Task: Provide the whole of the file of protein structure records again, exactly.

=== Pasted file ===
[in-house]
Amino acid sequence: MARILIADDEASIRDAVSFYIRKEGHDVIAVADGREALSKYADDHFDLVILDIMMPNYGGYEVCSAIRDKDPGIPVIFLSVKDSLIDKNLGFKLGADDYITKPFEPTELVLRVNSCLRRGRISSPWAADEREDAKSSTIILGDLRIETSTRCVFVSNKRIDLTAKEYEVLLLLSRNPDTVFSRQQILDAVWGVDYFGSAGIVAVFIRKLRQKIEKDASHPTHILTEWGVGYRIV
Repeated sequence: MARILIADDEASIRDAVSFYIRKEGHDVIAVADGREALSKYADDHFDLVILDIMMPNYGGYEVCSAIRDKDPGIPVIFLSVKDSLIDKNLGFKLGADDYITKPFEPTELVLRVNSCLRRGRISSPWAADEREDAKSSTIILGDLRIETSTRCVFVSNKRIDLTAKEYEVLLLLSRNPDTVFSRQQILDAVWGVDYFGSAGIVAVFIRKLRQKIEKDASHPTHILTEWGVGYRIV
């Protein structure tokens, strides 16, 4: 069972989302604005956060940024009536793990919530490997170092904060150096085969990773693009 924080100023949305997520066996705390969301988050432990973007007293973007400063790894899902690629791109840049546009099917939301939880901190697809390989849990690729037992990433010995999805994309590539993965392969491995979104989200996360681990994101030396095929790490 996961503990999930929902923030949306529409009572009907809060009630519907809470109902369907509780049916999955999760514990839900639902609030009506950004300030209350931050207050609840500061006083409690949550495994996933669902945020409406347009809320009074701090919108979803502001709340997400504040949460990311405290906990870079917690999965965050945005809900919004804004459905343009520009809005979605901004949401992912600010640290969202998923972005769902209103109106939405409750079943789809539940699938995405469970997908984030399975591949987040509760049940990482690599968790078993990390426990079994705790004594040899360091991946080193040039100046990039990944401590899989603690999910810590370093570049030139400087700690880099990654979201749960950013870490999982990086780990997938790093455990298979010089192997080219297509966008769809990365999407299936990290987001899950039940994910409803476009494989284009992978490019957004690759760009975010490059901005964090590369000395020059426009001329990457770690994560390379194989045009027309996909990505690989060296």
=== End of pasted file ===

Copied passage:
[in-house]
Amino acid sequence: MARILIADDEASIRDAVSFYIRKEGHDVIAVADGREALSKYADDHFDLVILDIMMPNYGGYEVCSAIRDKDPGIPVIFLSVKDSLIDKNLGFKLGADDYITKPFEPTELVLRVNSCLRRGRISSPWAADEREDAKSSTIILGDLRIETSTRCVFVSNKRIDLTAKEYEVLLLLSRNPDTVFSRQQILDAVWGVDYFGSAGIVAVFIRKLRQKIEKDASHPTHILTEWGVGYRIV
Repeated sequence: MARILIADDEASIRDAVSFYIRKEGHDVIAVADGREALSKYADDHFDLVILDIMMPNYGGYEVCSAIRDKDPGIPVIFLSVKDSLIDKNLGFKLGADDYITKPFEPTELVLRVNSCLRRGRISSPWAADEREDAKSSTIILGDLRIETSTRCVFVSNKRIDLTAKEYEVLLLLSRNPDTVFSRQQILDAVWGVDYFGSAGIVAVFIRKLRQKIEKDASHPTHILTEWGVGYRIV
């Protein structure tokens, strides 16, 4: 069972989302604005956060940024009536793990919530490997170092904060150096085969990773693009 924080100023949305997520066996705390969301988050432990973007007293973007400063790894899902690629791109840049546009099917939301939880901190697809390989849990690729037992990433010995999805994309590539993965392969491995979104989200996360681990994101030396095929790490 996961503990999930929902923030949306529409009572009907809060009630519907809470109902369907509780049916999955999760514990839900639902609030009506950004300030209350931050207050609840500061006083409690949550495994996933669902945020409406347009809320009074701090919108979803502001709340997400504040949460990311405290906990870079917690999965965050945005809900919004804004459905343009520009809005979605901004949401992912600010640290969202998923972005769902209103109106939405409750079943789809539940699938995405469970997908984030399975591949987040509760049940990482690599968790078993990390426990079994705790004594040899360091991946080193040039100046990039990944401590899989603690999910810590370093570049030139400087700690880099990654979201749960950013870490999982990086780990997938790093455990298979010089192997080219297509966008769809990365999407299936990290987001899950039940994910409803476009494989284009992978490019957004690759760009975010490059901005964090590369000395020059426009001329990457770690994560390379194989045009027309996909990505690989060296």